Holmes & Watson and all the images you see in this review are owned by Sony Pictures Releasing
Directed by Etan Cohen
Oh goody! Will Ferrell and John C Reilly are teaming up once again to make a silly comedy! That’s gonna be GREAT, right!? RIGHT!? Okay fine, they don’t have THE BEST track record out there, but I still don’t want to dismiss this out of hand! I mean… I probably SHOULD, considering how… not very good the trailer was, but those don’t always faithfully represent the full movie, and they wouldn’t just dump this right in the middle of a VERY busy time of the year just to die a quiet death, right!? Well I guess we’re gonna have to see if that’s the case, though for both of their sakes as box office draws, I hope they put quite a bit of effort into this one. Does this send up of Sherlock Holmes manage to capture the spirit of the books while also making a laugh out loud comedy, or is this a joke that’s way too late to the party and would have been an utter embarrassment even if it WAS timely? Let’s find out!!
Sherlock Holmes (Will Ferrell) is somehow England’s greatest detective despite being an utter fool who makes obvious mistakes over and over again, but I guess he’s got a good hype man in his partner John Watson (John C Reilly) who seems to be keeping at least some of his worst tendencies in check while also pumping him up to the general public through his novels about their various crime solving adventures. However, this latest caper involving a murder at Buckingham Palace and the threat of death upon The Queen (Pam Ferris) if Sherlock doesn’t find the killer first is just the kind of mystery that will put his mind and their friendship through the ultimate test! Complicating matters is the fact that Moriarty (Ralph Fiennes) is still at large but may have fled to the Americas as well as a new doctor in town Rose Hudson (Kelly MacDonald) as well as her… assistant I guess, Millie (Lauren Lapkus), who have both captured the hearts of our dynamic duo. Will Sherlock be able to crack the case before this mystery tears him AND his straining friendship with Watson apart at the seams? Will Watson finally get the nerve to demand more respect and an equal title as co-detective with Sherlock who is notoriously egotistical and not one to share the spotlight? Is it even possible for THE GREATEST DETECTIVE ALIVE to get to the bottom of how this utter fiasco made it into theaters!?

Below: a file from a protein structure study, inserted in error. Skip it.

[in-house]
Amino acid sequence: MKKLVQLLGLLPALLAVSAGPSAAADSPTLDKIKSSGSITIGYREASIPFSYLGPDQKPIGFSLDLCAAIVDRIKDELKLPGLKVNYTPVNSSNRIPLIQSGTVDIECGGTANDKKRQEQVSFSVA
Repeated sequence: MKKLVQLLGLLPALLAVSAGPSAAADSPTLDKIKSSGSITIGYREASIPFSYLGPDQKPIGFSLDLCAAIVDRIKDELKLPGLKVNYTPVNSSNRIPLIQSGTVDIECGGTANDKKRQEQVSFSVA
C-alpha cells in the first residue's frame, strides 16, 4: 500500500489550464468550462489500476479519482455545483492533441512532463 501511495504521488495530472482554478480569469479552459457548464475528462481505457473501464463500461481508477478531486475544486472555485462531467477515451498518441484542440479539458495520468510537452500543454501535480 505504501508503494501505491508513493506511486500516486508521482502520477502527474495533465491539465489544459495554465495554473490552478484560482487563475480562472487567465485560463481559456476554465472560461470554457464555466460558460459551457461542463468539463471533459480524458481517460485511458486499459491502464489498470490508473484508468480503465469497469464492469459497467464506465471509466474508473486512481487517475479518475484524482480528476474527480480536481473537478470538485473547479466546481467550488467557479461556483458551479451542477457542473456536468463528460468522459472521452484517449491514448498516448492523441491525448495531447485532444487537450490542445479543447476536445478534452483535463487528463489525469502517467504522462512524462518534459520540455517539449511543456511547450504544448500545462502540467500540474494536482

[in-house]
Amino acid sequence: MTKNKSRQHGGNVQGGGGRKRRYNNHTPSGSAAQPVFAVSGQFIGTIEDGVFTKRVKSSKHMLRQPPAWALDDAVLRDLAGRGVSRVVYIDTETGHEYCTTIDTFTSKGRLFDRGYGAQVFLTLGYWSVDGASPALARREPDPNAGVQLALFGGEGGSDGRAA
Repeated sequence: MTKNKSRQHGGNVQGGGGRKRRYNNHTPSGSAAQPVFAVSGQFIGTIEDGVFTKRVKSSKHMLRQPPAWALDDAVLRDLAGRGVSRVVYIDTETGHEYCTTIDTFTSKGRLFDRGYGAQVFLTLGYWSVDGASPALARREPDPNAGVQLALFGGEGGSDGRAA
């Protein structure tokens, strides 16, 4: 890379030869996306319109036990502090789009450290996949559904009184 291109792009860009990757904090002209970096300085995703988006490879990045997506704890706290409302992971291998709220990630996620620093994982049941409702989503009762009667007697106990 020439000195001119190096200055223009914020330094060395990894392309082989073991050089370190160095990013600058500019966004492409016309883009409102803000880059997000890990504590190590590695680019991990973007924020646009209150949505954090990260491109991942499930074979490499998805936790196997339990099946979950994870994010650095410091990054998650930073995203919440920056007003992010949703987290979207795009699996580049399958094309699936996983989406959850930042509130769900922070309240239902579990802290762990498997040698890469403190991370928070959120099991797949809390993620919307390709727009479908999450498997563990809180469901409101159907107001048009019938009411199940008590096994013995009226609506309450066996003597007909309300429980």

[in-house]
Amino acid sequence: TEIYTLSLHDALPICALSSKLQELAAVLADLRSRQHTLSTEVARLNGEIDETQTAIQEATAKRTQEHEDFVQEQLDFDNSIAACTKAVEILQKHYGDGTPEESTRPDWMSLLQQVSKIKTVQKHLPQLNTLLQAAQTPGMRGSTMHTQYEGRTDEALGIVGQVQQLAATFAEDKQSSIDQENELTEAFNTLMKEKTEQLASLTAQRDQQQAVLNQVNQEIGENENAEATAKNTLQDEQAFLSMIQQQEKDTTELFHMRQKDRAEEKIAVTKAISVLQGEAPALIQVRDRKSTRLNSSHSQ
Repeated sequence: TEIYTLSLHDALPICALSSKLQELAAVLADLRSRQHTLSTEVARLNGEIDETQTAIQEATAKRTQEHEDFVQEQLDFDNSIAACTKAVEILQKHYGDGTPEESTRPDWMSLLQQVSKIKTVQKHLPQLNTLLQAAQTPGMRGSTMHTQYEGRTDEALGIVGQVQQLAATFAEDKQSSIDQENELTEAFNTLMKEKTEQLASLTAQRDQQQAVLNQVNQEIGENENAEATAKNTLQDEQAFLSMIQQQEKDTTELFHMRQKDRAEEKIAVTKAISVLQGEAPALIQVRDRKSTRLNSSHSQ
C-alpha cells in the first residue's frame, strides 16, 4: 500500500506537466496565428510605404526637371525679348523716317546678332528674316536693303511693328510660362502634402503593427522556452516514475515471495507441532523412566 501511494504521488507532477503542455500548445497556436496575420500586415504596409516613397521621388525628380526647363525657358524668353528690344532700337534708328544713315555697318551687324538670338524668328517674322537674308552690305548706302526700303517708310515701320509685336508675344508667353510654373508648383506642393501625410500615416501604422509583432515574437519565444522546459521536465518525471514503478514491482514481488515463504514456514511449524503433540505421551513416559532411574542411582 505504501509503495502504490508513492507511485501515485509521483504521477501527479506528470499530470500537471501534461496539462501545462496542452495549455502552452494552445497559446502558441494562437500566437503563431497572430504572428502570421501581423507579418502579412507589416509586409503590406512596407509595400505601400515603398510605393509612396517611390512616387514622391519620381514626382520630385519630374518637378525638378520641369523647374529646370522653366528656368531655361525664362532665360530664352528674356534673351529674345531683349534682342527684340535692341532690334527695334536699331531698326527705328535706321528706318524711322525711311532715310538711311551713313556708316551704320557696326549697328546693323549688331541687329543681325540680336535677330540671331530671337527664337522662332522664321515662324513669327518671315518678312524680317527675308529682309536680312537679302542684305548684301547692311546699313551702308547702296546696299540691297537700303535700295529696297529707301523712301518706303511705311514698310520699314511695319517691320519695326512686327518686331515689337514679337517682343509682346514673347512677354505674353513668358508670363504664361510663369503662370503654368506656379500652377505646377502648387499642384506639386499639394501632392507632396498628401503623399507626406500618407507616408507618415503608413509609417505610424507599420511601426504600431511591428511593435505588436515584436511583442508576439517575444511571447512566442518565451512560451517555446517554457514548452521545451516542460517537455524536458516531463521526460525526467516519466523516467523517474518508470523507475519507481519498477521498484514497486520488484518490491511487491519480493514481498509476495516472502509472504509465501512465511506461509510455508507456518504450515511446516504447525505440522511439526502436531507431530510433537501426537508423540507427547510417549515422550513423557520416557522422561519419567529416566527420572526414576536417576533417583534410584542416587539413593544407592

Early Man and all the images you see in this review are owned by Aardman Animations and StudioCanal
Directed by Nick Park
I remember watching those Wallace and Gromit shorts many times when I was a kid on VHS tapes (none of which I still have), and while I haven’t been keeping up with Aardman TOO much in the last decade, I have always respected them as a studio and have had nothing but good things to say about their work; including that Pirates movie which seems to have had a much more mixed reception than a lot of their other work. Now we’ve got their most auditions work to date; not because it’s a particularly out there or unexpected from the studio, but because they had the gall to open it against Black Panther! I mean I guess it goes with the David and Goliath underdog story this movie is trying to tell, but something tells me that the forward thinking and groundbreaking black centered super hero movie is gonna do a SMIDGE more business than this silly cartoon. Does Aardman’s latest adventure hold up to the high pedigree that they’ve set for themselves over their long and prestigious filmography, or have the masters of clay lost their touch in this latest outing? Let’s find out!!